Getting scientists to agree on which type of instruments to fly, however, can be troublesome, Ramsey said. "It's always this competition among scientists who each have their pet wavelength," he explained. Most earth scientists are much more familiar with -- and supportive of -- instruments that operate at visual wavelengths than they are of heat-sensing infrared cameras.

That is changing, LaBrecque said, and there is interest in flying additional thermal imaging sensors.

U.S. Geological Survey
A view of the Bezymianny volcano from ground level. Scientists will visit the volcano this summer to confirm the accuracy of data on the volcano gained through satellite imagery.
Click photo for larger image.

ASTER, a joint project of NASA and Japan's Ministry of Economy, "is a very successful instrument," he said. In addition to volcanology, it is used to study glaciers, geology, tectonics and urban change.

Ramsey said ASTER is unique among orbiting infrared cameras in terms of its high resolution. Whereas the infrared cameras on weather satellites can view areas only as small as a square kilometer, ASTER can focus on areas as small as 90 square meters. The camera also is capable of stereoscopic imaging, providing topographic information.

For volcano applications, that means scientists can use ASTER to see features within a volcano, such as the growth of lava domes or identifying fractures. The heat sensed by the camera reflects both the temperature of the rock and the rock's "emissivity" -- a combination of texture and composition that determines how well it emits heat.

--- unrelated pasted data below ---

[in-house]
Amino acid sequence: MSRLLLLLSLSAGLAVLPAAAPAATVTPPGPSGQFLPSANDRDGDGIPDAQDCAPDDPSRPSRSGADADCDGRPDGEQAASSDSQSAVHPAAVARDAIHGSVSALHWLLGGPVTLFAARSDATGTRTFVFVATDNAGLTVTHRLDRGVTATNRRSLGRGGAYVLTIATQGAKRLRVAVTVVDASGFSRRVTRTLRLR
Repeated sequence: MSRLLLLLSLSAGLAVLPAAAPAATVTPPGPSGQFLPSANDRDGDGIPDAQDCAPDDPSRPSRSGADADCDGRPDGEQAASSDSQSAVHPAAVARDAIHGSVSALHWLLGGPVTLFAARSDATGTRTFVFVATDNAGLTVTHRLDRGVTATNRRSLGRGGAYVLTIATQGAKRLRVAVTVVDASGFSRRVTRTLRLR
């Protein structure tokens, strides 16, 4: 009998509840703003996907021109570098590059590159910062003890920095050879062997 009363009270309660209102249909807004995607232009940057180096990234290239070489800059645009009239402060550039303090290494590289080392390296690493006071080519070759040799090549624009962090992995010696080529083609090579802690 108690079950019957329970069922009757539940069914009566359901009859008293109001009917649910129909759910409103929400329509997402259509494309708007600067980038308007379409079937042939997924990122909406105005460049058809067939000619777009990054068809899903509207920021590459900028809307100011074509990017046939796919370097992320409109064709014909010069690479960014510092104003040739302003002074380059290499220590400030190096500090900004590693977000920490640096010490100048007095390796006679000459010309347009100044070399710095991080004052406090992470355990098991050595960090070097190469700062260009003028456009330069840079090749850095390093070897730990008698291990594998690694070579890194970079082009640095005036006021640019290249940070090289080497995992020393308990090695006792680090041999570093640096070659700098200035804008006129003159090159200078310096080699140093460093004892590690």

Ramsey has developed an additional technique that determines the amount of bubbles in the rock. An increasing percentage of bubbles, he noted, is a signal that pressure is building and an eruption may be imminent.

Dehn said the Alaska Volcano Observatory routinely uses weather satellites to keep an eye on about 160 volcanoes, extending from the Oregon north and west along the Aleutian Arc to Russia's Kamchatka Peninsula. Only about 20 of those volcanoes have seismic monitors. Most of the volcanoes are never visited, which makes space observation the only way to keep track of them.

"The only view we have of them is by satellite," he added. "It allows us to cover a lot of ground inexpensively."

Providing an early warning of eruptions is most important for those volcanoes near populated areas. But the ash clouds of even the remote volcanoes are hazards for aircraft. Weather satellites allow volcanologists to warn of eruptions a few hours in advance. In some cases, the warnings can be made a day or two in advance.

But Dehn said ASTER is able to detect signs of eruptions a month or more in advance. Unlike weather satellites, which pass over the Aleutian Arc every few hours, ASTER can provide views of each volcano only every few weeks. Still, it might be reasonable to use such an instrument to extend aircraft warnings up to a week in advance.

The Alaska Volcano Observatory typically sees three or four eruptions each year, though the last year or so has been unusually quiet. The last Aleutian volcano to erupt was Mount Cleveland in 2001.

Last summer, Ramsey and his Alaskan colleagues visited an inactive volcano, Black Peak, to gather rock samples that confirmed measurements they had made with ASTER.

On the Kamchatka Peninsula, however, four volcanoes are erupting now and Ramsey and his colleagues will visit one of those, Bezymianny, this summer to obtain further confirmation that the ASTER readings match those collected on the ground.


Post-Gazette science editor Byron Spice can be reached at bspice@post-gazette.com or 412-263-1578.